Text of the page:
I first went to China in 1991 after attending a friend’s wedding in Hong Kong. At that time the streets of Shanghai were drab and impoverished, and tattered Mao suits and caps were still common dress for old people in the countryside. All but a few joint venture hotels had cigarette burns in the carpets and paint peeling off the walls, and when you walked the streets you would be harangued with shouts of “Hello! Hello!” the only word of English that the average Chinese person knew. If you answered them a crowd of silently staring pedestrians would gather behind you to hear your strange voice.
Business was conducted in the labyrinths of the Communist infrastructure. Dirty hulking factories were state-owned and run by managers who had no contact with the market and were forced to do their exports through government-appointed Foreign Trade Companies. These Foreign Trade Companies, conceived in the old Command Economy model, were also completely ignorant of any marketing expertise: their business education consisted mainly of filling out Letters of Credit and other trade documents, along with the occasional junket to Korea or Japan to “investigate markets.”
There was no such thing as a small businessman in this market, and no entrepreneurs. It was hardly worth the while of a state sponsored “businessman” to export quantities of $2000 or even $5000, quantities that are happily exported by small South American companies every day. All production went through huge factories, who would be happy to send you container-loads of silk shirts, but shrugged their shoulders at producing several hundred. There was never fabric in stock, never any samples, rarely a color chart: basic tools for an export business. Instead, hundreds of workers with lifetime jobs in state factories sat around drinking tea and playing mah-jong, waiting for that big order to come in.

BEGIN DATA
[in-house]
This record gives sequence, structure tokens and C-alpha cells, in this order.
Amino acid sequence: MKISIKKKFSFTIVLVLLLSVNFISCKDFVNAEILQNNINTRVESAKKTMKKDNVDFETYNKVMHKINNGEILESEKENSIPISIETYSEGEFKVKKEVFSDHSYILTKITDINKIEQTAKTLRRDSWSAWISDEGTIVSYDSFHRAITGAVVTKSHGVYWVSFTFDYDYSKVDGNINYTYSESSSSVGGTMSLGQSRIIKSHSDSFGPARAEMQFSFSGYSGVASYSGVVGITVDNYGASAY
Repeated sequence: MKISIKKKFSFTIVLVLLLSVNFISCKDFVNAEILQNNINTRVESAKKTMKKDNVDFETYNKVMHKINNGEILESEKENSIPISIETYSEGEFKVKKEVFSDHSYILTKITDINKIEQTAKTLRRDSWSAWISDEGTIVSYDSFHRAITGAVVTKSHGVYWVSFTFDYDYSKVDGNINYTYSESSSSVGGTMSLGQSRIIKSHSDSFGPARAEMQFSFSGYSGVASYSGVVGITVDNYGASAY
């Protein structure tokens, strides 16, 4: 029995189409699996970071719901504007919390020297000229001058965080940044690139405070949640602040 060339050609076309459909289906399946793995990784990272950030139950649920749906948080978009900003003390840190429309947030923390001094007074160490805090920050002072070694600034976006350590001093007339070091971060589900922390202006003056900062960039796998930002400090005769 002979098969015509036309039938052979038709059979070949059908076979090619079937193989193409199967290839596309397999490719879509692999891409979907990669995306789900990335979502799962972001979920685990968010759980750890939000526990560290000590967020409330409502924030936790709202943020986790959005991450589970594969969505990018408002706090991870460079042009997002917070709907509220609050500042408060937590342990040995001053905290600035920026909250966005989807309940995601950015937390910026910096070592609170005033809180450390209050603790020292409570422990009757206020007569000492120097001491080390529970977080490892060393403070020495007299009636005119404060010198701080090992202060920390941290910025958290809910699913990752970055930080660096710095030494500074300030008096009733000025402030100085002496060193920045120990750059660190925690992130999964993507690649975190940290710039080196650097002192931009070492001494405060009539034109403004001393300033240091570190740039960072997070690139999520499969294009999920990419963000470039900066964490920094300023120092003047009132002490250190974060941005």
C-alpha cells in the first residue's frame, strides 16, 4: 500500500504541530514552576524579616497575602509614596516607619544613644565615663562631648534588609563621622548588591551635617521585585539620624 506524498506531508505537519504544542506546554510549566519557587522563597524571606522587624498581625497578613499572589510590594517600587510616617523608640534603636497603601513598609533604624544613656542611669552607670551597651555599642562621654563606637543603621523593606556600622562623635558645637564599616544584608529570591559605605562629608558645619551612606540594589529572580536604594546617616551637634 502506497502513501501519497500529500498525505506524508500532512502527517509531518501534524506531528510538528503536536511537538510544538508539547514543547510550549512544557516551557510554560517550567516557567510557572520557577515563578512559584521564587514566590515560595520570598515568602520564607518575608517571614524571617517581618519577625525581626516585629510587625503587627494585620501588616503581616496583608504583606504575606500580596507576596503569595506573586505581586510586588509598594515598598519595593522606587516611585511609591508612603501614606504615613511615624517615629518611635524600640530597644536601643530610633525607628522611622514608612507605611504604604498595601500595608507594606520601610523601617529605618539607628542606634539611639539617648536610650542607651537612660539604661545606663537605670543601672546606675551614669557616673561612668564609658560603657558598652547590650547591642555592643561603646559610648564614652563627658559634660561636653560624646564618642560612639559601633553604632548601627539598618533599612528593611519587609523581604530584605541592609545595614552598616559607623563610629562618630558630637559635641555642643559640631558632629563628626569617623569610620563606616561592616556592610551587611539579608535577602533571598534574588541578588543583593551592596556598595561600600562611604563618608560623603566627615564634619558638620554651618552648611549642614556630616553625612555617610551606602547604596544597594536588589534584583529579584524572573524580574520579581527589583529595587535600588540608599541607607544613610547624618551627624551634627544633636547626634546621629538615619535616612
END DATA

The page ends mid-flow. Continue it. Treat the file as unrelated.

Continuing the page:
In the odd cracks of this gray State monolith, a few small businessmen were beginning to emerge. I remember Mr. Zhang, a fifty-ish man with a quick manner and a constantly twitching sewing machine foot, who had somehow gotten control of a small factory and was producing and exporting hand-painted scarves. This was 1992, and he seemed exotic at the time, like a Chinese cowboy. Of the scores of businessmen I met all over China in those first few years, he was the only one eager to accommodate my small quantities. Others shrugged their shoulders, laughed at me to my face, or even got up and walked out of meetings. I remember a meeting in Inner Mongolia when my name was mentioned and everyone in the room started laughing.
Gradually, though, the Communist Party decided that the tea-drinking and mah-jong were over. Those companies that didn’t produce were allowed to fail, and gradually even the productive ones were sold off to their managers or to well-placed Communists. The Foreign Trade Companies were allowed to sink or swim, and they all sank, as factories were allowed to export directly to their clients. Before, 150 workers was considered a small clothing factory. Now their cashiered workers formed factories of 20, or 10, or even three.
By 2001 the Chinese had gone on-line with Alibaba.com, a vast electronic marketplace where anyone with an e-mail address and a little English can set themself up as a businessman. Fedex and UPS became established ways of doing business. One clothing agent joked that she could snap a photo of a blouse in New York, e-mail it to China and have a knockoff back in the United States the next day.
The China of Mao Suits has become a China whose exploding neon opulence stuns me every time I visit. Cars fill the streets and giant restaurants occupy entire city blocks, three stories high, with 100 cooks and 300 waiters. Miraculously, they are full every night. But it’s not the designer-clad elite of Shanghai and Beijing that amaze me, it’s that even the man in the street now has a cell-phone and an electric bicycle. Teenagers have money to spend, and shop with their friends in the city centers. The people who once shouted “Hello! Hello!” have learned a few more words and now try to sell you fake Rolexes on the Nanjing Lu. China has arrived. In fact, it’s pulling out again.
Next: Turbo Capitalism in Shanghai